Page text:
“Being able to predict the future is not always a good thing. Cassandra of Troy had the gift of foreseeing but was cursed by Apollo that no one would believe her predictions. Her warnings of the destruction of Troy were ignored and — well, let’s just say that things didn’t turn out great for her.”
Models that assign probabilities to sequences of words are called language models or LMs
LMs could predict that the following sequence has a much higher probability of appearing in a text:
“all of a sudden I notice three guys standing on the sidewalk”
than does this same set of words in a different order:
“on guys all I of notice sidewalk three a sudden standing the”
Let’s begin with the task of computing P(w|h), the probability of a word w given some history h. Suppose the history h is “its water is so transparent that” and we want to know the probability that the next word is the:
One way to estimate this probability is from relative frequency counts: take a very large corpus, count the number of times we see its water is so transparent that, and count the number of times this is followed by the. This would be answering the question “Out of the times we saw the history h, how many times was it followed by the word w”, as follows:
The bigram model, for example, approximates the probability of a word given all the previous words by using only the conditional probability of the preceding word . In other words, instead of computing the probability:
we approximate it with the probability:
When we use a bigram model to predict the conditional probability of the next word, we are thus making the following approximation:
The assumption that the probability of a word depends only on the previous word Markov is called a Markov assumption. Markov models are the class of probabilistic models that assume we can predict the probability of some future unit without looking too far into the past. We can generalize the bigram (which looks one word into the past) n-gram to the trigram (which looks two words into the past) and thus to the n-gram (which looks n−1 words into the past). Thus, the general equation for this n-gram approximation to the conditional probability of the next word in a sequence is:
Let’s work through an example using a mini-corpus of three sentences. We’ll first need to augment each sentence with a special symbol at the beginning of the sentence, to give us the bigram context of the first word. We’ll also need a special end-symbol
Here are the calculations for some of the bigram probabilities from this corpus:
Evaluating Language Models:
The best way to evaluate the performance of a language model is to embed it in an application and measure how much the application improves. Such end-to-end evaluation is called extrinsic evaluation.
Unfortunately, running big NLP systems end-to-end is often very expensive. Instead, it would be nice to have a metric that can be used to quickly evaluate potential improvements in a language model. An intrinsic evaluation metric is one that measures the quality of a model independent of any application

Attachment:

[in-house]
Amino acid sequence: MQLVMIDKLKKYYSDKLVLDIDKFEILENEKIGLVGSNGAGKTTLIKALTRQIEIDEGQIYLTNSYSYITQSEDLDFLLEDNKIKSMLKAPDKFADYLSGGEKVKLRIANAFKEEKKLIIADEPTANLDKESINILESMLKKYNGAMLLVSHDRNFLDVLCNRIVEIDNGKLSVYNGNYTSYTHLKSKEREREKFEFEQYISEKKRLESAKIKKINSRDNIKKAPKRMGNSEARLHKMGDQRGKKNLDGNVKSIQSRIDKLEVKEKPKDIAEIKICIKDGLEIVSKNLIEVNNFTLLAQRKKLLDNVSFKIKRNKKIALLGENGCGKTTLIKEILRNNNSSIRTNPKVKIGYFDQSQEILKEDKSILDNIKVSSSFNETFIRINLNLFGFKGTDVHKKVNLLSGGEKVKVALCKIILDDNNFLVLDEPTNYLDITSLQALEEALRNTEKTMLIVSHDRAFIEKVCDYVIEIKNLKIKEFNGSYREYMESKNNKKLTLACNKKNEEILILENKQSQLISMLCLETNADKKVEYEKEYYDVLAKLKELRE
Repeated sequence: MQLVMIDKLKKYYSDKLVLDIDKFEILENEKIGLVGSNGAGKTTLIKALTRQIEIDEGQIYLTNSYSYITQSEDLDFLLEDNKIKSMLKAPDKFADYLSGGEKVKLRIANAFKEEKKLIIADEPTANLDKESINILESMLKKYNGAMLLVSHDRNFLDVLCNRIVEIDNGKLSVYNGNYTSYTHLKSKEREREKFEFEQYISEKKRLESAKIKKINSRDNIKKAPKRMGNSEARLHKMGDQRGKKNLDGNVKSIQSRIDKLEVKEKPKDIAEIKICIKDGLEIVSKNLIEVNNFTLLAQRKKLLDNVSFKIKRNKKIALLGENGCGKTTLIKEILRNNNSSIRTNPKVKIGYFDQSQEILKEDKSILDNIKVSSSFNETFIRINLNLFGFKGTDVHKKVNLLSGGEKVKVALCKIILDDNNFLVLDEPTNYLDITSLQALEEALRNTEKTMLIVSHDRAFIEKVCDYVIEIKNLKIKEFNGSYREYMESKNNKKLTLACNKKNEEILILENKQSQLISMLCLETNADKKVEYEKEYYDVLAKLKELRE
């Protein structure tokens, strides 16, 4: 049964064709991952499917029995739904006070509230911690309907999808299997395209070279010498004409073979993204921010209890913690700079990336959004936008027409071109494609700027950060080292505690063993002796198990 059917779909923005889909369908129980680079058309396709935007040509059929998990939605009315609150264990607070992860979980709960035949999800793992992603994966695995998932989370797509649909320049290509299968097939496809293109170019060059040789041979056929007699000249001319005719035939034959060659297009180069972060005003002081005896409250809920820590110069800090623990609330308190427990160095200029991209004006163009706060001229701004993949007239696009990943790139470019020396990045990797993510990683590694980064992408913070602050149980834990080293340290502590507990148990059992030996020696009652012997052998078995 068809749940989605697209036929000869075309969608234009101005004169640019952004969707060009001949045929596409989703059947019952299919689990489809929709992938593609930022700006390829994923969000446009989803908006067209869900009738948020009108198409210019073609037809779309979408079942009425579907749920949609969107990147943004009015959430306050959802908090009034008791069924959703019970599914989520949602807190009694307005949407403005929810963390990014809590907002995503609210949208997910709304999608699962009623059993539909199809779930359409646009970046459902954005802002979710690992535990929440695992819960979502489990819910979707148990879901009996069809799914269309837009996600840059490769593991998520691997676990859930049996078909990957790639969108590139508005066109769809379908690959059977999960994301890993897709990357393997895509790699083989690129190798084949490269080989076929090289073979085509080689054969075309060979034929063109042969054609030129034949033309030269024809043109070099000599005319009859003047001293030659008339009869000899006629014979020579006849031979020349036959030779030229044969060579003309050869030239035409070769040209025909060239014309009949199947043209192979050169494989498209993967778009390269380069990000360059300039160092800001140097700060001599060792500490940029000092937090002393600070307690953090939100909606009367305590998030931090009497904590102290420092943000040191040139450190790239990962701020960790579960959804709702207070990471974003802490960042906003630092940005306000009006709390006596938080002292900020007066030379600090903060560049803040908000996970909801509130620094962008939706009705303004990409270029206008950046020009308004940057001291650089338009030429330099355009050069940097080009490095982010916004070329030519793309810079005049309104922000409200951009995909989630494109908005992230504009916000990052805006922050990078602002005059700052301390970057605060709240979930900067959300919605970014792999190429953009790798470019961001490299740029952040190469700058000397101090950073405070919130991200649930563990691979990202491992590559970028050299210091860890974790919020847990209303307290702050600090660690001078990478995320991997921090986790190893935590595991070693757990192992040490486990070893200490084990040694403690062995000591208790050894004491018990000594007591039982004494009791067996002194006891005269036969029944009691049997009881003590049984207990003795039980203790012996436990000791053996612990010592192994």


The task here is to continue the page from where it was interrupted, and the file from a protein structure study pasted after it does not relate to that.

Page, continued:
In practice we don’t use raw probability as our metric for evaluating language models, but a variant called perplexity
Neural Language Models
Neural net-based language models turn out to have many advantages over the ngram language models.
Among these are that neural language models don’t need smoothing, they can handle much longer histories, and they can generalize over contexts of similar words. For a training set of a given size, a neural language model has much higher predictive accuracy than an n-gram language model Furthermore, neural language models underlie many of the models we’ll introduce for tasks like machine translation, dialog, and language generation.
Window-Based Language Models
In neural language models, the prior context is represented by embeddings of the previous words. Representing the prior context as embeddings, rather than by exact words as used in n-gram language models, allows neural language models to generalize to unseen data much better than n-gram language models
The first neural language model was proposed by Bengio et al. (2003)
This figure shows a sketch of this simplified FFNNLM with N=3; we have a moving window at time t with an embedding vector representing each of the 3 previous words (words wt−1, wt−2, and wt−3). These 3 vectors are concatenated together to produce x, the input layer of a neural network whose output is a soft-max with a probability distribution over words. Thus y42, the value of output node 42 is the probability of the next word wt being V42, the vocabulary word with index 42.
RNN-Based Language Models
Unlike the conventional translation models, where only a finite window of previous words would be considered for conditioning the language model, Recurrent Neural Networks (RNN) are capable of conditioning the model on all previous words in the corpus.
An example of an RNN language model is shown in this figure. The final softmax over the vocabulary shows us the probability of various options for token x (5) , conditioned on all previous tokens. The input could be much longer than 4–5 tokens.
You can take a look at a more detail explanations for RNN, LSTM in the following posts: